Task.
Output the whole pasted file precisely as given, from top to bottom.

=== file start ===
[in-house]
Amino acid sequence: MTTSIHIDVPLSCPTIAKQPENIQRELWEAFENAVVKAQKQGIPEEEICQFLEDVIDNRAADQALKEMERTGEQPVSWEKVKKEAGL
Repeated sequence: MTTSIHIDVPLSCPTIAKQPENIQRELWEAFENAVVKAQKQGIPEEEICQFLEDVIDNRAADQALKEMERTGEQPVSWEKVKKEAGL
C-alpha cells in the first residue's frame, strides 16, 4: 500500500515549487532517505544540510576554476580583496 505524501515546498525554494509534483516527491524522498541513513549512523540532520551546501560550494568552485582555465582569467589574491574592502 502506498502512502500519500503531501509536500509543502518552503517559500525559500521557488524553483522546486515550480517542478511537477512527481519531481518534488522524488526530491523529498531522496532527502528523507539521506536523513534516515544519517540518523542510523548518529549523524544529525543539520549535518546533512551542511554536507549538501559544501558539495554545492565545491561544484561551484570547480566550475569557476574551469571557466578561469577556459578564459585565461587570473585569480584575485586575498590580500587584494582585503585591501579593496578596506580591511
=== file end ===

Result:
[in-house]
Amino acid sequence: MTTSIHIDVPLSCPTIAKQPENIQRELWEAFENAVVKAQKQGIPEEEICQFLEDVIDNRAADQALKEMERTGEQPVSWEKVKKEAGL
Repeated sequence: MTTSIHIDVPLSCPTIAKQPENIQRELWEAFENAVVKAQKQGIPEEEICQFLEDVIDNRAADQALKEMERTGEQPVSWEKVKKEAGL
C-alpha cells in the first residue's frame, strides 16, 4: 500500500515549487532517505544540510576554476580583496 505524501515546498525554494509534483516527491524522498541513513549512523540532520551546501560550494568552485582555465582569467589574491574592502 502506498502512502500519500503531501509536500509543502518552503517559500525559500521557488524553483522546486515550480517542478511537477512527481519531481518534488522524488526530491523529498531522496532527502528523507539521506536523513534516515544519517540518523542510523548518529549523524544529525543539520549535518546533512551542511554536507549538501559544501558539495554545492565545491561544484561551484570547480566550475569557476574551469571557466578561469577556459578564459585565461587570473585569480584575485586575498590580500587584494582585503585591501579593496578596506580591511